‘Every day felt like a last day,’ says Ukrainian family now living in Vegas

By Kim Passoth

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LAS VEGAS, Nev. (KVVU) — A Ukrainian family starting a new life in Las Vegas by sharing their heartbreaking story of escape from their war-torn homeland. Everything they had known was destroyed. They came to southern Nevada with nothing, knowing no one.

“Living here is rather difficult,” shared Nikita Goloborodko. “It’s another country, another piece of the world… but in the end we decided because we don’t have anything in Ukraine, the war has destroyed everything we have, apartments, business, we don’t have nothing, so we want to start a new life here”, Goloborodko added.

This is their hometown of Irpin, Ukraine is unlivable and heavily damaged in the fighting.

“On the first day of the war, February 24, I take my family and we go to our grandmother and grandfather in the village… This village is near the border… we were like at the epicenter of this war,” Goloborodko explained.

A photo of mum Natalie and baby Nicole sleeping in a cave on a bed of potatoes shows how the family lived for 35 days: underground, without electricity or water.

“At night, when they stopped shooting, we would go upstairs to cook and come down…every day was like a last day,” Goloborodko said.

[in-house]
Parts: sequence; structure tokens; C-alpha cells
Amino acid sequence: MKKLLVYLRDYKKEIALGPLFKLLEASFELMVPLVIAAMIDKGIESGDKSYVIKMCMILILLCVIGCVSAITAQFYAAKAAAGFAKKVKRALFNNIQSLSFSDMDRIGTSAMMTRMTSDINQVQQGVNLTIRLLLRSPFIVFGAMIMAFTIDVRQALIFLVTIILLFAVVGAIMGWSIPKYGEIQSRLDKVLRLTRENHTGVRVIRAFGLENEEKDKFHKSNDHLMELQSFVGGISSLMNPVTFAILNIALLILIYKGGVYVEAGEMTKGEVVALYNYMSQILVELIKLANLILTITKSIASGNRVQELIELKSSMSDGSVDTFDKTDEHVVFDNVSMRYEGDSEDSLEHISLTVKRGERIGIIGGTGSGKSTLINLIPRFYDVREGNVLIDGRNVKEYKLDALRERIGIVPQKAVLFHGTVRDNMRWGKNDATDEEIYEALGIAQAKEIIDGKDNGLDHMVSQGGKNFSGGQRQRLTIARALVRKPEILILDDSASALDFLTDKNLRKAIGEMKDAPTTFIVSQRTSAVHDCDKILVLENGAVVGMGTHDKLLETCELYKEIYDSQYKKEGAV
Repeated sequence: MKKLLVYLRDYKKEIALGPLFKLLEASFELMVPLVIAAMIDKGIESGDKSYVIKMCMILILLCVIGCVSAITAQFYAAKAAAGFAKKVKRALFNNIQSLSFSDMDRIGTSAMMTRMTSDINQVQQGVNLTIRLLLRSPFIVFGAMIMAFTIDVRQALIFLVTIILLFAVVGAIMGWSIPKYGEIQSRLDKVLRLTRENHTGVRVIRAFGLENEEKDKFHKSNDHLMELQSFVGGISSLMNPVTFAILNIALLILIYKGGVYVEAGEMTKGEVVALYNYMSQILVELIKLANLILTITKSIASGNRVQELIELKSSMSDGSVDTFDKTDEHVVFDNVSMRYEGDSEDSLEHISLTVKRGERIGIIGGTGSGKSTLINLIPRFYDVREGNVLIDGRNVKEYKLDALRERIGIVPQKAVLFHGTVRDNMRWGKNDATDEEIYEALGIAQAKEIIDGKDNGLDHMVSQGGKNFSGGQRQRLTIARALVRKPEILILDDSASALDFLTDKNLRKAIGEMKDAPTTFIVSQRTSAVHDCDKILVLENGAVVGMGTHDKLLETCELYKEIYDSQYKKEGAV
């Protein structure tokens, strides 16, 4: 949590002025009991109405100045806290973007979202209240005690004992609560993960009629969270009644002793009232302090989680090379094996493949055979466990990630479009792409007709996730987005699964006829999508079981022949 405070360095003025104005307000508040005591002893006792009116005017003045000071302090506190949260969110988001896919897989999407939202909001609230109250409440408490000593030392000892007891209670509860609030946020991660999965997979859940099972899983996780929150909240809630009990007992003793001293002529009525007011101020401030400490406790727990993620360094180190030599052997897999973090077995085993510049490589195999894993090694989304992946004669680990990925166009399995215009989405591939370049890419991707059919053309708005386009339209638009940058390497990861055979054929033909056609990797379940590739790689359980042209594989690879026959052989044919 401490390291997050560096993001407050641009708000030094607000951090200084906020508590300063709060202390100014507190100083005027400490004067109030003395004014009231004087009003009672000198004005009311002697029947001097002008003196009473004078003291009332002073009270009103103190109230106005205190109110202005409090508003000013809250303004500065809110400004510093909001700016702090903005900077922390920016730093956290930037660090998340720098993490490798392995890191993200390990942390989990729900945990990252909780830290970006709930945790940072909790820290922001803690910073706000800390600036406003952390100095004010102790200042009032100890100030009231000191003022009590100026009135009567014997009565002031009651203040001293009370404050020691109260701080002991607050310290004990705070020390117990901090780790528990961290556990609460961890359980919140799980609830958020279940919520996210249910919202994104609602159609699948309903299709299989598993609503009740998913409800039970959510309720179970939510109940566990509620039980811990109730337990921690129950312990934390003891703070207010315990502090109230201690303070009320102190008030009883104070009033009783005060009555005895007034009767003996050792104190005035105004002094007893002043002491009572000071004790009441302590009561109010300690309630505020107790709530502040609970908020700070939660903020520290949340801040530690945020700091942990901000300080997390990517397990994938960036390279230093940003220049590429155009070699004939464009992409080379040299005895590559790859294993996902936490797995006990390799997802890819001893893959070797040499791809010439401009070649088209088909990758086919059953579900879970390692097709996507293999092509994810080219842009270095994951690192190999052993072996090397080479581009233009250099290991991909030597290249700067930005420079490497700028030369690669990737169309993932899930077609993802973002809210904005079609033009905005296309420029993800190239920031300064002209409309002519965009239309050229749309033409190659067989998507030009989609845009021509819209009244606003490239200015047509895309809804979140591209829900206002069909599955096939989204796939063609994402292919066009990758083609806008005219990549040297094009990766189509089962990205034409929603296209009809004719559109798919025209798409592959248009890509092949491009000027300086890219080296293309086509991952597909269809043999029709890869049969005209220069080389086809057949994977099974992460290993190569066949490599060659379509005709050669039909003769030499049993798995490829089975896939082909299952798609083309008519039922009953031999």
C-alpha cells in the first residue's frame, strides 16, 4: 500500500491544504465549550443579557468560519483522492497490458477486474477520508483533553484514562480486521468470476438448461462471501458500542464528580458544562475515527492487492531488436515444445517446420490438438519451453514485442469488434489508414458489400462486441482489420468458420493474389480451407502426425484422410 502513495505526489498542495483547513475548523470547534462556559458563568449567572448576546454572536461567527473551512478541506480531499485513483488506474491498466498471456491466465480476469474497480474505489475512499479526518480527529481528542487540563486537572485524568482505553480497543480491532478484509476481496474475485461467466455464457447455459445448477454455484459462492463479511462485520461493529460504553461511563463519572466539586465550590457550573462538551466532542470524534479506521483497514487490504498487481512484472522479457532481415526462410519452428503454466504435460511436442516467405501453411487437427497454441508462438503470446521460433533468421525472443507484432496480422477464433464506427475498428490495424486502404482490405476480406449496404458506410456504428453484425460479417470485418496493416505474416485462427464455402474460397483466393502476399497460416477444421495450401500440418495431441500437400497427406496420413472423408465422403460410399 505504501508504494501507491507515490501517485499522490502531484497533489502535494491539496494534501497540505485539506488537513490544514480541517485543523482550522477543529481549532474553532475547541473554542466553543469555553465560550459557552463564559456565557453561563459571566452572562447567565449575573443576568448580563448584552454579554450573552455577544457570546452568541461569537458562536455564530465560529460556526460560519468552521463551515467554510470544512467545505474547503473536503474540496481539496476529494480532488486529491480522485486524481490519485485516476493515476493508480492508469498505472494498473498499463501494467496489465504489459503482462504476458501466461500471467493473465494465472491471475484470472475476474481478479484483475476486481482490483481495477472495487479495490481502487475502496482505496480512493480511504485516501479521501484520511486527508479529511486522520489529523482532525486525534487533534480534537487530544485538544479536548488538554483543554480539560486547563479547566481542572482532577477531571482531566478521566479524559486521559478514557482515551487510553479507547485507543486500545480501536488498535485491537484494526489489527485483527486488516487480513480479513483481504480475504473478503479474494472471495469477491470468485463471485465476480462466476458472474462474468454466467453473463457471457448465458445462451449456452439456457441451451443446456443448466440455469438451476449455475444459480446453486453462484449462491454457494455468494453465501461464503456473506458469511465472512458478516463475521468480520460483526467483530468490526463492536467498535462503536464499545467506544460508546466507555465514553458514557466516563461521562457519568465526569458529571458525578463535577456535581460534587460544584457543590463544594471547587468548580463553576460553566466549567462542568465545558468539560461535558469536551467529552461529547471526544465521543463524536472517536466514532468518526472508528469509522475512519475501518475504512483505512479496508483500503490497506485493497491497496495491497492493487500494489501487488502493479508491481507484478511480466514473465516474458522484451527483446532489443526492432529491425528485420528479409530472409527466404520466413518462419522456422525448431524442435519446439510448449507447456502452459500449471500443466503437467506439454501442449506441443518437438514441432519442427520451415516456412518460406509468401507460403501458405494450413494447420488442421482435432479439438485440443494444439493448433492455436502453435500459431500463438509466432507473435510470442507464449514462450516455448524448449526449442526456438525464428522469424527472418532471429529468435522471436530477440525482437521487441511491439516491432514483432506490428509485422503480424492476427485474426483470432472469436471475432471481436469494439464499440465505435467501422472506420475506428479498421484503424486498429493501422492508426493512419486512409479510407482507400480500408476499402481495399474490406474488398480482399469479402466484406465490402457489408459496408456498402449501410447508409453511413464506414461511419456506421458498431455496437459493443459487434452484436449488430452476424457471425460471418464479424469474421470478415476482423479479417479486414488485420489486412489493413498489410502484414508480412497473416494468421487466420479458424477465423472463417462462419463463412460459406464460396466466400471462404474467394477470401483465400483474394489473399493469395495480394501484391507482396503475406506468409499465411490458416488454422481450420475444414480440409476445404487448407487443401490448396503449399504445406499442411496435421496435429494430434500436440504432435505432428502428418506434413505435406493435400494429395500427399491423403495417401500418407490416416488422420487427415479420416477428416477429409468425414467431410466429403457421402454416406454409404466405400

When the opportunity to escape presented itself, the family seized it. A friend helped pay for the trip.

Father, mother and daughter arrived in the United States over the Mexican border and Lighthouse Charities, a nonprofit based north of Las Vegas that helps refugees rebuild their lives, stepped in.

“They gave us this apartment…they had sponsors who helped out,” Goloborodko said.

Having nothing to return to their country of origin, the family will never return there. America and Las Vegas are their future.

“We had restaurants, cafes in Ukraine but they are destroyed, so our big dream is to open our own restaurant like we had there in the United States,” beamed Goloborodko.

Lighthouse Charities is looking for host families in Las Vegas to host Ukrainian refugees. They also accept donations for families, such as gas cards and grocery cards.

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